6 week10-20 lbsaround 1 cup400-700 kcal5-6 times a day
7 week15-25 lbs1-2 cups550-800 kcal5-6 times a day
8 wk-2 mo15-30 lbs1-2 cups550-1000 kcal4 times a day
9 week20-30 lbs1-2 cups700-1000 kcal4 times a day
10 week25-352-3 cups800-1150 kcal4 times a day
11 week25-40 lbs2-3 cups800-1250 kcal4 times a day
12 wk-3 mo25-45 lbs3 cups or slightly more800-1300 kcal4 times a day
4 month45-65 lbs4 cups1300-1700 kcal3 times a day
5 month60-85 lbs4-5 cups1650-2150 kcal3 times a day
6 month65-100 lbs4-5 cups1700-2450 kcal3 times a day
7 month70-110 lbs4-6 cups1800-2600 kcal3 times a day
8 month80-120 lbs4-6 cups2000-2800 kcal3 times a day
9 month85-125  lbs4-6 cups2100-2900 kcal2-3 times a day
10 month90-130 lbs4-6 cups2200-2980 kcal2-3 times a day
Great Pyrenees Feeding Chart

Are You Overfeeding Or Underfeeding Your Great Pyrenees?

Though Great Pyrenees are a big breed dog with a big appetite, you can’t feed them too much.

Even if you’re not sure how much your dog needs, read on to find out how to properly determine how much food they need.

Some indicators of a dog being overweight or underweight can be easily addressed.

If you can see your dog’s ribs, spine, and stomach from a distance and they are more prominent than normal, they might be too skinny.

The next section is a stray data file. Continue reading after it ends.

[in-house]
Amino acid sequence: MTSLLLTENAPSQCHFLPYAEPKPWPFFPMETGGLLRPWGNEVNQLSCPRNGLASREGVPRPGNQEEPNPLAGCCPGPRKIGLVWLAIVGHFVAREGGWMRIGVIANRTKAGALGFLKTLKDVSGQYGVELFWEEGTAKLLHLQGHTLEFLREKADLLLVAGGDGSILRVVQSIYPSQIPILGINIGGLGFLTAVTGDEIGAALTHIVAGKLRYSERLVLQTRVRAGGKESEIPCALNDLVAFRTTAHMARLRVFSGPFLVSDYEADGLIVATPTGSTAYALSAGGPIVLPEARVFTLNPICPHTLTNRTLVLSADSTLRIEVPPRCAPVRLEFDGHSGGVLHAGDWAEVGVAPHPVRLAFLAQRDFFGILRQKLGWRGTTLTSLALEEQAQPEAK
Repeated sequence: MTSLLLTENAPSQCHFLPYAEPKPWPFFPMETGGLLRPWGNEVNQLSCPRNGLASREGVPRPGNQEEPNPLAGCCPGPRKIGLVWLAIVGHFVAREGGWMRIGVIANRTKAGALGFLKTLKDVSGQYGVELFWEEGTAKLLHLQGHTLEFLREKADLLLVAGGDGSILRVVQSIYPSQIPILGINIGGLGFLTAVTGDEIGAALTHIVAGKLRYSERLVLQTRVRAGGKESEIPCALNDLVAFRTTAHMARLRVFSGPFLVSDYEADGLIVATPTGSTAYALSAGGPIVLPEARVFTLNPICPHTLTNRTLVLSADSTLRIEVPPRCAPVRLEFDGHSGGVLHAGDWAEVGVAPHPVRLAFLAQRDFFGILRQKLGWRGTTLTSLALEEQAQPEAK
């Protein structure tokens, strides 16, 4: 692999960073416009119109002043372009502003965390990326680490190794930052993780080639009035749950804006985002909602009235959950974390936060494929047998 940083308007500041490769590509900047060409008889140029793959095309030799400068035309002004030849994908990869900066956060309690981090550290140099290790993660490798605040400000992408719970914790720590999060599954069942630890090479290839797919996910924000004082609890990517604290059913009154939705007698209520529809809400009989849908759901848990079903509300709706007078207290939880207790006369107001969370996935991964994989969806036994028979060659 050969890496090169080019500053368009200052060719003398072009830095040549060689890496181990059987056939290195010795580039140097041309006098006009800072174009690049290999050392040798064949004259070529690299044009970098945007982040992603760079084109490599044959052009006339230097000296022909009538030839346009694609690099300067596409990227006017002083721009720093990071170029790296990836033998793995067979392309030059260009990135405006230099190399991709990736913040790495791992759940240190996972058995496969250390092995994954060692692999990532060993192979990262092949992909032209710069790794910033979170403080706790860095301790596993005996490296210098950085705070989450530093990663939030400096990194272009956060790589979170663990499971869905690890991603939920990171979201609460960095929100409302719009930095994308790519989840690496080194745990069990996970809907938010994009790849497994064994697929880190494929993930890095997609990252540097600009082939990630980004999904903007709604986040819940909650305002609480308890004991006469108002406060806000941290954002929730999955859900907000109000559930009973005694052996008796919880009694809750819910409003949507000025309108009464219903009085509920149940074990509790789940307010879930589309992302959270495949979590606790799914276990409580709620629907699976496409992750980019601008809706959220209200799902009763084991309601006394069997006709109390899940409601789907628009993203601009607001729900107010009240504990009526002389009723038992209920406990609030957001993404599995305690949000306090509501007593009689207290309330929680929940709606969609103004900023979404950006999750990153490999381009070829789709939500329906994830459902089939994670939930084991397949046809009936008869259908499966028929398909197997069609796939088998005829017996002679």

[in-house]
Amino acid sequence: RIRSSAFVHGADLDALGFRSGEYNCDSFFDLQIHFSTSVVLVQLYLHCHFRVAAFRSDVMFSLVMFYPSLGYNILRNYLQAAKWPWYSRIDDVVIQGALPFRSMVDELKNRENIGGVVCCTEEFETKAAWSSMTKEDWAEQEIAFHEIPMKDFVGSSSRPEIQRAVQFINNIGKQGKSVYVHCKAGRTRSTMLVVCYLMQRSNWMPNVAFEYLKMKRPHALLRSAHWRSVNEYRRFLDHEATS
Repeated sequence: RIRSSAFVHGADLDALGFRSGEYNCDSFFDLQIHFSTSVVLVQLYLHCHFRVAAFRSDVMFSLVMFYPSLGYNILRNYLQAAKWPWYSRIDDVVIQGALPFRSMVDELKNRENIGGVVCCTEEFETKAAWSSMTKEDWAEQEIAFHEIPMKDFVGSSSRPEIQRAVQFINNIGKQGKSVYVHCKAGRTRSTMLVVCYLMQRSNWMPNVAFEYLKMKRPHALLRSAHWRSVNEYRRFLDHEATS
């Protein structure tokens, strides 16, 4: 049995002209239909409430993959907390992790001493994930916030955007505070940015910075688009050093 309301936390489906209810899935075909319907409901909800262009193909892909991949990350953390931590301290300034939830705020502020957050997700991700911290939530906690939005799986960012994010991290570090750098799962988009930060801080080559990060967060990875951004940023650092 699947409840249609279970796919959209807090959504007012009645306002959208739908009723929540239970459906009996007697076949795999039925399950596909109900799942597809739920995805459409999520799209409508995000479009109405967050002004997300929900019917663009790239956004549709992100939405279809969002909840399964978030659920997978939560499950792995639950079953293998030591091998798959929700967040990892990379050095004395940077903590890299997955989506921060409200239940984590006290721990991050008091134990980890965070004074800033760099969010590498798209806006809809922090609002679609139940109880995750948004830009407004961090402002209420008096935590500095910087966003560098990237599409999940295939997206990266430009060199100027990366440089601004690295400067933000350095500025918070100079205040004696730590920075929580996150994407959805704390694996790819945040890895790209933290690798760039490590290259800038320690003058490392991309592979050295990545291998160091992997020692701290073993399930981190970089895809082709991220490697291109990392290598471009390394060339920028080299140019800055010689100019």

Conversely, if you can’t see your dog’s bones or ribs in at all, they might be too fat.

Dogs that are underweight have been known to exhibit matted hair, a reduced energy level, and an unstable immune system. 

Some symptoms of overfeeding in Great Pyrenees dogs is weight gain and bad habits like eating your children’s homework.

At this point, the puppy will be heavier and their waist will get wider. For dogs and puppies alike, it is important to sustain an optimal weight for a healthier life.

How Frequently To Feed Your Great Pyrenees?

The feeding frequency differs with a Great Pyrenees puppy’s age. During the two-to-four week-old period, he is completely dependent on his mother. Starting from five weeks of age, start feeding him food five to six times per day.

Whenever your puppy reaches 2 months old, they need to be fed less. 2-3 month olds should be fed four times a day.

Starting at four months, you can slowly reduce the number of feedings per day from three to two a day.

Once your puppy is eight months old, he should be eating 2-3 meals a day based on his appetite and energy level.

Puppies become adults when they reach 1 year old. An adult Great Pyrenees should be eating two meals a day.

Recommended Feeding Time

Feeding a puppy four times per day is best done at 7 am, 12 pm, 3 pm, and 6 pm daily.

Feed your puppy on a schedule appropriate for his age and feeding speed. Additionally, try to stay aware of the time of day you give treats to your pet dog. Treats should not be given after 6 pm.

In order to make a good feeding routine, you should know your puppy’s age. In this way, you can do some healthy exercises to stay active and playful.

Don’t overdo it with the physical activity. If you go too fast, a Great Pyrenees won’t keep up.

Final Thoughts

Alright! So what should I feed my Great Pyrenees?

Basically, they should eat 4-6 cups of food split into 2 meals per day when they’re adults and 1-2 cups of food split into 4 meals per day if they’re 8-9 weeks old. 

You can gradually raise their intake to 4-6 cups per day once they reach 4 months in age.